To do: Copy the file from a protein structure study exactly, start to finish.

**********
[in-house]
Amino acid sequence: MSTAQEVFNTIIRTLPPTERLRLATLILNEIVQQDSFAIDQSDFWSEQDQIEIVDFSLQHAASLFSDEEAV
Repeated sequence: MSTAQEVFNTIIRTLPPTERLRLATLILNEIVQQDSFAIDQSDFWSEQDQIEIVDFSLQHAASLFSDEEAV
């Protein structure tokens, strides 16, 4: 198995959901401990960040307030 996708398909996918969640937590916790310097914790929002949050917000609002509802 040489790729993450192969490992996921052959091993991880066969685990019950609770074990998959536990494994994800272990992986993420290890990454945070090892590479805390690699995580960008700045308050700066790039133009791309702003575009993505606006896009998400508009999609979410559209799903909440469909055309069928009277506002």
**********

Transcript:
[in-house]
Amino acid sequence: MSTAQEVFNTIIRTLPPTERLRLATLILNEIVQQDSFAIDQSDFWSEQDQIEIVDFSLQHAASLFSDEEAV
Repeated sequence: MSTAQEVFNTIIRTLPPTERLRLATLILNEIVQQDSFAIDQSDFWSEQDQIEIVDFSLQHAASLFSDEEAV
């Protein structure tokens, strides 16, 4: 198995959901401990960040307030 996708398909996918969640937590916790310097914790929002949050917000609002509802 040489790729993450192969490992996921052959091993991880066969685990019950609770074990998959536990494994994800272990992986993420290890990454945070090892590479805390690699995580960008700045308050700066790039133009791309702003575009993505606006896009998400508009999609979410559209799903909440469909055309069928009277506002």